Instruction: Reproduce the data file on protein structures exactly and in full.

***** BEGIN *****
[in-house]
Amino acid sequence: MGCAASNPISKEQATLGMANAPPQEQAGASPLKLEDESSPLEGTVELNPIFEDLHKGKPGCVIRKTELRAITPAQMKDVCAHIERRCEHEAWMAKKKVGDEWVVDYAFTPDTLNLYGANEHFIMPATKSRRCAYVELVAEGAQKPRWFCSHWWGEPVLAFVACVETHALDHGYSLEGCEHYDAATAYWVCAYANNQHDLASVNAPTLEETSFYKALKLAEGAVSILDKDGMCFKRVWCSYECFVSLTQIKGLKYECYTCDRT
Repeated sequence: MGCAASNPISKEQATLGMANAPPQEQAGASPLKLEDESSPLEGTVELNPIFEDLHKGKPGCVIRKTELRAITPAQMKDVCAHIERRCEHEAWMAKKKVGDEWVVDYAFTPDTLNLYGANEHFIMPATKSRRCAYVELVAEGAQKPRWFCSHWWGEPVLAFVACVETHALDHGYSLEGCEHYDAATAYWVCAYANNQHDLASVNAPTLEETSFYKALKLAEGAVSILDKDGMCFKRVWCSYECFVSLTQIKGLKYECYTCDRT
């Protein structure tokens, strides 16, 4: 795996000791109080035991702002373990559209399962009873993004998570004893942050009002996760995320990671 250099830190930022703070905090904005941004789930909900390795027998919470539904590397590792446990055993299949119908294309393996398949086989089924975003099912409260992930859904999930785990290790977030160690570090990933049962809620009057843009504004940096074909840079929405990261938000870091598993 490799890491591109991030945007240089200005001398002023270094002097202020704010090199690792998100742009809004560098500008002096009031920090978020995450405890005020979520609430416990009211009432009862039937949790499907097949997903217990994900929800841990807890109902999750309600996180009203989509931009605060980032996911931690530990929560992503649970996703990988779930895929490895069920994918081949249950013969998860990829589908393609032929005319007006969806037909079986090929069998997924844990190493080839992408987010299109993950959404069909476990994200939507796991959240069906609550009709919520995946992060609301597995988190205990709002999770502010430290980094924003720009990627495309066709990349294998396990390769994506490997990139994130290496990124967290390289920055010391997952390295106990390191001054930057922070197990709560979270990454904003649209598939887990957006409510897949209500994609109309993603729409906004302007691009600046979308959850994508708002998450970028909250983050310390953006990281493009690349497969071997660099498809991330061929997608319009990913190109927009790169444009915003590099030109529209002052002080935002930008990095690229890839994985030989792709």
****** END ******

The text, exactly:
[in-house]
Amino acid sequence: MGCAASNPISKEQATLGMANAPPQEQAGASPLKLEDESSPLEGTVELNPIFEDLHKGKPGCVIRKTELRAITPAQMKDVCAHIERRCEHEAWMAKKKVGDEWVVDYAFTPDTLNLYGANEHFIMPATKSRRCAYVELVAEGAQKPRWFCSHWWGEPVLAFVACVETHALDHGYSLEGCEHYDAATAYWVCAYANNQHDLASVNAPTLEETSFYKALKLAEGAVSILDKDGMCFKRVWCSYECFVSLTQIKGLKYECYTCDRT
Repeated sequence: MGCAASNPISKEQATLGMANAPPQEQAGASPLKLEDESSPLEGTVELNPIFEDLHKGKPGCVIRKTELRAITPAQMKDVCAHIERRCEHEAWMAKKKVGDEWVVDYAFTPDTLNLYGANEHFIMPATKSRRCAYVELVAEGAQKPRWFCSHWWGEPVLAFVACVETHALDHGYSLEGCEHYDAATAYWVCAYANNQHDLASVNAPTLEETSFYKALKLAEGAVSILDKDGMCFKRVWCSYECFVSLTQIKGLKYECYTCDRT
């Protein structure tokens, strides 16, 4: 795996000791109080035991702002373990559209399962009873993004998570004893942050009002996760995320990671 250099830190930022703070905090904005941004789930909900390795027998919470539904590397590792446990055993299949119908294309393996398949086989089924975003099912409260992930859904999930785990290790977030160690570090990933049962809620009057843009504004940096074909840079929405990261938000870091598993 490799890491591109991030945007240089200005001398002023270094002097202020704010090199690792998100742009809004560098500008002096009031920090978020995450405890005020979520609430416990009211009432009862039937949790499907097949997903217990994900929800841990807890109902999750309600996180009203989509931009605060980032996911931690530990929560992503649970996703990988779930895929490895069920994918081949249950013969998860990829589908393609032929005319007006969806037909079986090929069998997924844990190493080839992408987010299109993950959404069909476990994200939507796991959240069906609550009709919520995946992060609301597995988190205990709002999770502010430290980094924003720009990627495309066709990349294998396990390769994506490997990139994130290496990124967290390289920055010391997952390295106990390191001054930057922070197990709560979270990454904003649209598939887990957006409510897949209500994609109309993603729409906004302007691009600046979308959850994508708002998450970028909250983050310390953006990281493009690349497969071997660099498809991330061929997608319009990913190109927009790169444009915003590099030109529209002052002080935002930008990095690229890839994985030989792709």